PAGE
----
Florida-Mexico trade summit put on hold as Trump-Mexico tensions grow
Donald Trump’s frequent clashes with Mexico are already having an impact on Florida’s relations with one of its top trading partners.
A trade summit meant to foster better ties between Mexico and Florida businesses set for Feb. 22 in Orlando was abruptly postponed Monday less than a week after Trump threatened a 20 percent border tax on Mexican products coming into the U.S. and just days after the President of Mexico canceled his meeting with Trump over the tension.
“Understandably, there has been much uncertainty given the current state of negotiation and trade discussions between Mexico and the U.S.,” Doug Wheeler, president and CEO of the Florida Ports Council wrote to expected attendees of the summit. “And while we remain encouraged about the opportunities to continue to increase ocean trade between Florida seaports and Mexico, we also feel discussions from this Summit would be more productive at a time when more information and clarity can be provided.”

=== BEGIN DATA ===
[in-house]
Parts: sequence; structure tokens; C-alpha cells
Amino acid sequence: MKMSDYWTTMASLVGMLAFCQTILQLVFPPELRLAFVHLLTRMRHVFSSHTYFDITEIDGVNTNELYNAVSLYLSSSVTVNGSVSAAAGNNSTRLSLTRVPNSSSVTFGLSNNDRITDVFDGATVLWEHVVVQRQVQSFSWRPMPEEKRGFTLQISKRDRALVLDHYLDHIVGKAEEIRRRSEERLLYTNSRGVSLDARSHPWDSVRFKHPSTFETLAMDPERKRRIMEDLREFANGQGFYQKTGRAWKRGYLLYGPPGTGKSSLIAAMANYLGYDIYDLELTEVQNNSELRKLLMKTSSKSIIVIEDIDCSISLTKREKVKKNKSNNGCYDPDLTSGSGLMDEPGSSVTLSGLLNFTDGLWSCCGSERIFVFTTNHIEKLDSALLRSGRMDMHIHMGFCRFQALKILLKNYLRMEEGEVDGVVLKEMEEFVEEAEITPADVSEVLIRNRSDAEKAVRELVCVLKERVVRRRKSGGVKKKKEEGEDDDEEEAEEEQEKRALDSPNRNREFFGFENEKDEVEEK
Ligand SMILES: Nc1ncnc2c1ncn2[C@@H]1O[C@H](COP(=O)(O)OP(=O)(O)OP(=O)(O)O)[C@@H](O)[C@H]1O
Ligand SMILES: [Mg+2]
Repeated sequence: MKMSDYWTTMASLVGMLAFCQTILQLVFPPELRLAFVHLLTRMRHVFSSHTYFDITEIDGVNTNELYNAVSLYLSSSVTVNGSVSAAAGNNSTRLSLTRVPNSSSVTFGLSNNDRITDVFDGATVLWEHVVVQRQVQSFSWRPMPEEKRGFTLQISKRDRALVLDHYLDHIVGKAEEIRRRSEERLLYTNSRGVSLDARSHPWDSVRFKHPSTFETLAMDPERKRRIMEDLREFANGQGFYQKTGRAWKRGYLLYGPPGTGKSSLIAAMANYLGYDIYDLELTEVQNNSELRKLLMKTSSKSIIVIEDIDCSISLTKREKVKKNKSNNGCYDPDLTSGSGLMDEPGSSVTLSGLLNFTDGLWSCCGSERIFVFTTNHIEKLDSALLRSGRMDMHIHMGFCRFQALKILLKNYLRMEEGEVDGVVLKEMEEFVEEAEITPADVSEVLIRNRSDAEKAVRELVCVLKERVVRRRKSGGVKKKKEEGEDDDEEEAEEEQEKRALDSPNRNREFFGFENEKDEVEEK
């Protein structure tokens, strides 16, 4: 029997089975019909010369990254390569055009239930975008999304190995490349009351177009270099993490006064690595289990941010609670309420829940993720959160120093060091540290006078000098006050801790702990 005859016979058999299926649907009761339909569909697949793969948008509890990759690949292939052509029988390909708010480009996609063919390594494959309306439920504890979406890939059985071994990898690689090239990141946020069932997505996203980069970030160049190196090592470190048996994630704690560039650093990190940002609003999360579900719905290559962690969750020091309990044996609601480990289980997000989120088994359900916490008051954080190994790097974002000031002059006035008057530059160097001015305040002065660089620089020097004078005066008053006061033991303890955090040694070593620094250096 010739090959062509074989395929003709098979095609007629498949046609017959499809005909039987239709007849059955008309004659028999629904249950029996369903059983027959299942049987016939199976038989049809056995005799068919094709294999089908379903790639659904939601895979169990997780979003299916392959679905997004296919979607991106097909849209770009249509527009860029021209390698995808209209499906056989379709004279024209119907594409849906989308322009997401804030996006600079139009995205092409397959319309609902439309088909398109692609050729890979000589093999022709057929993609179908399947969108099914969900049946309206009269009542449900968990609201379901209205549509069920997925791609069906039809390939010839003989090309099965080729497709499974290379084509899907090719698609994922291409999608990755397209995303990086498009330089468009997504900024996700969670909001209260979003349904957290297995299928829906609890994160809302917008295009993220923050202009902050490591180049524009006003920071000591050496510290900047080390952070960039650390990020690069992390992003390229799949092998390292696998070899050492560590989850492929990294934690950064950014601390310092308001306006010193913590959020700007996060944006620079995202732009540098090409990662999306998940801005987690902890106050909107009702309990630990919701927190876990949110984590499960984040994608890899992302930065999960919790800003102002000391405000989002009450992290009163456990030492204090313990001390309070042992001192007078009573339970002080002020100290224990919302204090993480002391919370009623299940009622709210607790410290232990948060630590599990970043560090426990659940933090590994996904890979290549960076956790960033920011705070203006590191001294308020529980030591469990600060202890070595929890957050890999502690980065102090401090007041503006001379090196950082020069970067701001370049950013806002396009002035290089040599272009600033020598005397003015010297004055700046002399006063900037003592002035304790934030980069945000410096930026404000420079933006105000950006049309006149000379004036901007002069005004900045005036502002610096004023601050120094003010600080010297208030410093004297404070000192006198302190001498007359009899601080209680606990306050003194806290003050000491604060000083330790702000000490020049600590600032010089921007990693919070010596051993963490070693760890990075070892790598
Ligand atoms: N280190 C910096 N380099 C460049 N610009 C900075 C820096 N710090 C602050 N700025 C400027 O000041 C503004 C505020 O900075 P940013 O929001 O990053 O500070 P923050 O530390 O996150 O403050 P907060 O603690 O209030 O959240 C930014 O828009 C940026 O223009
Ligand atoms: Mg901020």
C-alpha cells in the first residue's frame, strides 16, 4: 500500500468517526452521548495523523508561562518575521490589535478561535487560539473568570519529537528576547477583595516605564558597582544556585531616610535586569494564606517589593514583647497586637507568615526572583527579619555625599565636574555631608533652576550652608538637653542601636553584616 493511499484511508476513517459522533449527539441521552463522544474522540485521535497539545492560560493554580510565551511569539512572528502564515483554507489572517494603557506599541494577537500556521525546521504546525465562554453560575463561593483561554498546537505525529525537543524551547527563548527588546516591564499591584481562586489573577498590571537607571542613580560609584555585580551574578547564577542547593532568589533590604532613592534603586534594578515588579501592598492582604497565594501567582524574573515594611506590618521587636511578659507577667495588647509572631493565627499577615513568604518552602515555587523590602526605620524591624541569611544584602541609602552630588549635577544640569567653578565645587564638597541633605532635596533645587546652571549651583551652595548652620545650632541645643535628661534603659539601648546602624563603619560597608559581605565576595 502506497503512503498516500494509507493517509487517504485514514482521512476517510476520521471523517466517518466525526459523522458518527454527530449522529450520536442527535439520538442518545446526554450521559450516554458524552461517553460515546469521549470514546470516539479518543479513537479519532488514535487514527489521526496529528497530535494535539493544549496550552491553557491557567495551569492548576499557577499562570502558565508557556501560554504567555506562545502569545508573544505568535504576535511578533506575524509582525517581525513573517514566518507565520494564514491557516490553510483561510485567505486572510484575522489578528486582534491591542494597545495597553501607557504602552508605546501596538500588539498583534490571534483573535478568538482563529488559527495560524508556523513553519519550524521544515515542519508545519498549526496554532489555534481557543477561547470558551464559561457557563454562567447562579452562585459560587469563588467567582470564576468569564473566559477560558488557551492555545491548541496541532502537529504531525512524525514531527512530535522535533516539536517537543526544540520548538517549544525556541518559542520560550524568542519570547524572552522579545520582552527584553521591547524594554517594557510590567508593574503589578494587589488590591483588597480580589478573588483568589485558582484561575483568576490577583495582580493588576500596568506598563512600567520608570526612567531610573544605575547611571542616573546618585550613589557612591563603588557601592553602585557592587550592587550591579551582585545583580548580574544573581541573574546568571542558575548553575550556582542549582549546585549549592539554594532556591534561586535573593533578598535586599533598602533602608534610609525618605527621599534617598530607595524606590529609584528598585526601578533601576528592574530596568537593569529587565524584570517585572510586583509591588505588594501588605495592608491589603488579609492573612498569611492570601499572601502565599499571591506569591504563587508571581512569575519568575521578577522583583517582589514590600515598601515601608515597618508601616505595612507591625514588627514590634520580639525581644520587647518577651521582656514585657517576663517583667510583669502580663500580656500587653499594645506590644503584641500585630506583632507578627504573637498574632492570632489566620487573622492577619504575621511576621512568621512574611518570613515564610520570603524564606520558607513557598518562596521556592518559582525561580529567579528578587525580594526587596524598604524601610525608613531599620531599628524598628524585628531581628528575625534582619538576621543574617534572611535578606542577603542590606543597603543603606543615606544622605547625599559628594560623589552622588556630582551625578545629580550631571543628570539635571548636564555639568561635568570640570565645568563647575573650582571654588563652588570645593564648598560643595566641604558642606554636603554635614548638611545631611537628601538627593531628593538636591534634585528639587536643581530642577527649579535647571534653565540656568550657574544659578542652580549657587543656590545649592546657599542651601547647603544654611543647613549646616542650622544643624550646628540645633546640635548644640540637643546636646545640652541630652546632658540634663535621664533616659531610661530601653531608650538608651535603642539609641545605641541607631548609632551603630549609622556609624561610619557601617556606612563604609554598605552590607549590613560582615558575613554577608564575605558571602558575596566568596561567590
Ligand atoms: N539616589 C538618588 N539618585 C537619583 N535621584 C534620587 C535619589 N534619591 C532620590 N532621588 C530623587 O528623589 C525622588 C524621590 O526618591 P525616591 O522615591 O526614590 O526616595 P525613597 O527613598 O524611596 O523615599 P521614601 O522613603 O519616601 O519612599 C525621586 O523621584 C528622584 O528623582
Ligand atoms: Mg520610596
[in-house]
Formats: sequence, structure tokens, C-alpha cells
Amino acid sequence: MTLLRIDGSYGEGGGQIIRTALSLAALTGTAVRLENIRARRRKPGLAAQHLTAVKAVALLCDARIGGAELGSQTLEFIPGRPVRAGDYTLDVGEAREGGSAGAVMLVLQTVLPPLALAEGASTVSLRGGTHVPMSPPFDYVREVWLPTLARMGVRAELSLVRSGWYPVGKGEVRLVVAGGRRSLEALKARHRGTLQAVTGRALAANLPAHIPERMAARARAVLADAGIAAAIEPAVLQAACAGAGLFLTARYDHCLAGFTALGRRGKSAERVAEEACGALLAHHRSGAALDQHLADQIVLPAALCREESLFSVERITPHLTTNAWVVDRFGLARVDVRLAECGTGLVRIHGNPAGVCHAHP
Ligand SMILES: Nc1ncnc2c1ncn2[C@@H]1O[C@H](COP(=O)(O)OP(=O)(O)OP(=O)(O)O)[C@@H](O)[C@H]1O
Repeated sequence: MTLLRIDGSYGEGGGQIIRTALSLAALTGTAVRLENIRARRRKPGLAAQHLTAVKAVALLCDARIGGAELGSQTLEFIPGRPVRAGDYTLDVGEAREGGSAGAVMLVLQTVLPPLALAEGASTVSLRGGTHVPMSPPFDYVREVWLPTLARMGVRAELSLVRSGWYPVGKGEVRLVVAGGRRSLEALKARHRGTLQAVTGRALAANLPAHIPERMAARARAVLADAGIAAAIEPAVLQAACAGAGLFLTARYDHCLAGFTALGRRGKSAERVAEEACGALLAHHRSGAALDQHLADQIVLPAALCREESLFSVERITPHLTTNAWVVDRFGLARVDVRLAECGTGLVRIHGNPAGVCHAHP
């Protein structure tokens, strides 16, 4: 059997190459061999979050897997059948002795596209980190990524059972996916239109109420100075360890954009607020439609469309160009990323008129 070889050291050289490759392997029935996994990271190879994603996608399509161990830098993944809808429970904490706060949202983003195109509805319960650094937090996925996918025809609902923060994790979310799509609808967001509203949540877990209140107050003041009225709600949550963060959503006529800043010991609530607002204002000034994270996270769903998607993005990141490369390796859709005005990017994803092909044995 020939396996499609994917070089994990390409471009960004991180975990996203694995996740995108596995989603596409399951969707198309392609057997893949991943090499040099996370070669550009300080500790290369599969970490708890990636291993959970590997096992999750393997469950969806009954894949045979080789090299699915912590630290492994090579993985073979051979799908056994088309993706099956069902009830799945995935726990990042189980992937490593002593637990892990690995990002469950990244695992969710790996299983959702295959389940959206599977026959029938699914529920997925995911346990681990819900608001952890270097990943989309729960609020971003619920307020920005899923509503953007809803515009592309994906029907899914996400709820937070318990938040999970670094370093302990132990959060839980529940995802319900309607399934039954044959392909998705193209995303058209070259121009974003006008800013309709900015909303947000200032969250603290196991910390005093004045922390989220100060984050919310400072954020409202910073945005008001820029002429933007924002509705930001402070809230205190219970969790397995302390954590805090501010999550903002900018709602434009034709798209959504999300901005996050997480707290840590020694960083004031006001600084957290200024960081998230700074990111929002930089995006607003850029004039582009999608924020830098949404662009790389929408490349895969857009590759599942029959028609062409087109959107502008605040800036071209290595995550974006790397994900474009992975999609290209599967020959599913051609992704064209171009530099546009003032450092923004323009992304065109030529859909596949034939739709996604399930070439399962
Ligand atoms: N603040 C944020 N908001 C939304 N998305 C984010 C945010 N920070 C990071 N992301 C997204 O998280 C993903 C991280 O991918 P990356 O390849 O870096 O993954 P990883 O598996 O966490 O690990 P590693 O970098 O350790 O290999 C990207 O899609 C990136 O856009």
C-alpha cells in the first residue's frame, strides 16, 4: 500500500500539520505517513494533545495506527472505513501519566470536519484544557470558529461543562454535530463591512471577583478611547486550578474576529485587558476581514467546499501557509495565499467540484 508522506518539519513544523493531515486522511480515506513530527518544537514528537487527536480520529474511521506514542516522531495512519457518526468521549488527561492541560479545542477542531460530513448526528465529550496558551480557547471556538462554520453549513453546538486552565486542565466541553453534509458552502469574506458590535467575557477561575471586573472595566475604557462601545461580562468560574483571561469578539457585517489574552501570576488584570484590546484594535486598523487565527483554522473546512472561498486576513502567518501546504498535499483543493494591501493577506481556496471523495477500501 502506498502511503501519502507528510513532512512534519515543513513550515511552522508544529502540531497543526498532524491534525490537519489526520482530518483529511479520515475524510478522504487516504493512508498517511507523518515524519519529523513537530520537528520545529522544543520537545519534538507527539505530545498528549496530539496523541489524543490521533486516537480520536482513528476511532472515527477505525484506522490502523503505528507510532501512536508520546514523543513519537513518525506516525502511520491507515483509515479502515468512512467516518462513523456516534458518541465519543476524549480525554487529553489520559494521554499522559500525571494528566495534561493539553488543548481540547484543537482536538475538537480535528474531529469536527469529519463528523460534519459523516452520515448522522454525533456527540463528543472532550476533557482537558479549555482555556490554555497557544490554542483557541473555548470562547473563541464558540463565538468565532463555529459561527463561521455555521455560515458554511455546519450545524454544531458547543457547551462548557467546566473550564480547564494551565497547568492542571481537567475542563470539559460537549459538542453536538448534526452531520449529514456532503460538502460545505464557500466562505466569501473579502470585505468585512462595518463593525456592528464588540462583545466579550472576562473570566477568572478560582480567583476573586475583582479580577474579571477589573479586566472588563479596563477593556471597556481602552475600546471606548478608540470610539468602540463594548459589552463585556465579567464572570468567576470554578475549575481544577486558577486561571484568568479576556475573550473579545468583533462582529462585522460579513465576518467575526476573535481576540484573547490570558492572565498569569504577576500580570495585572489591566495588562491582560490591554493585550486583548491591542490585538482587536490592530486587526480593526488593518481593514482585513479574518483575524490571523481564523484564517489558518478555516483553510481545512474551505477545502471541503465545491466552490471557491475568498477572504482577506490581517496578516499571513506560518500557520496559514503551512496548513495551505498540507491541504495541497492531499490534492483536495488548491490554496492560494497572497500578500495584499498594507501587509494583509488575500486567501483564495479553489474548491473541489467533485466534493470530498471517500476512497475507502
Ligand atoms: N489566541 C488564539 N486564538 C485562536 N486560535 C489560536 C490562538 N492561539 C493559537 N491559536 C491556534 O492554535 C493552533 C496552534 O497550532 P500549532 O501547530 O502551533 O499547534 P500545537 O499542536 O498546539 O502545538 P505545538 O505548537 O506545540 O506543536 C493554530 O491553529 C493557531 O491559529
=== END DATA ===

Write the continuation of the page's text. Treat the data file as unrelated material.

The Florida-Mexico Trade Summit, promoted as “Bridging the Future,” was supposed to include Francisco Gonzalez Diaz, CEO of ProMexico, that nation’s economic development arm charged with selling Mexico to the world.
But that was before a tumultuous first week the Trump administration and Mexico clashed over border walls, a tariff and visit schedules.
A spokeswoman for the Florida Ports Council insisted the postponement was not a reaction to anything that happened last week and was instead just about needing to get more information about what happens next between the two trading partners.
Mexico and Florida have seen a big increase in trade over the last few years. Just in 2015, there was a 21 percent increase in trade between the two, according to the most recent data available from Enterprise Florida. Total imports from Mexico to Florida have grown from $2.6 billion in 2013 to $3.2 billion in 2015. Cars have been the top important, growing from $500 million in imports in 2014 to more than $1 billion in 2015.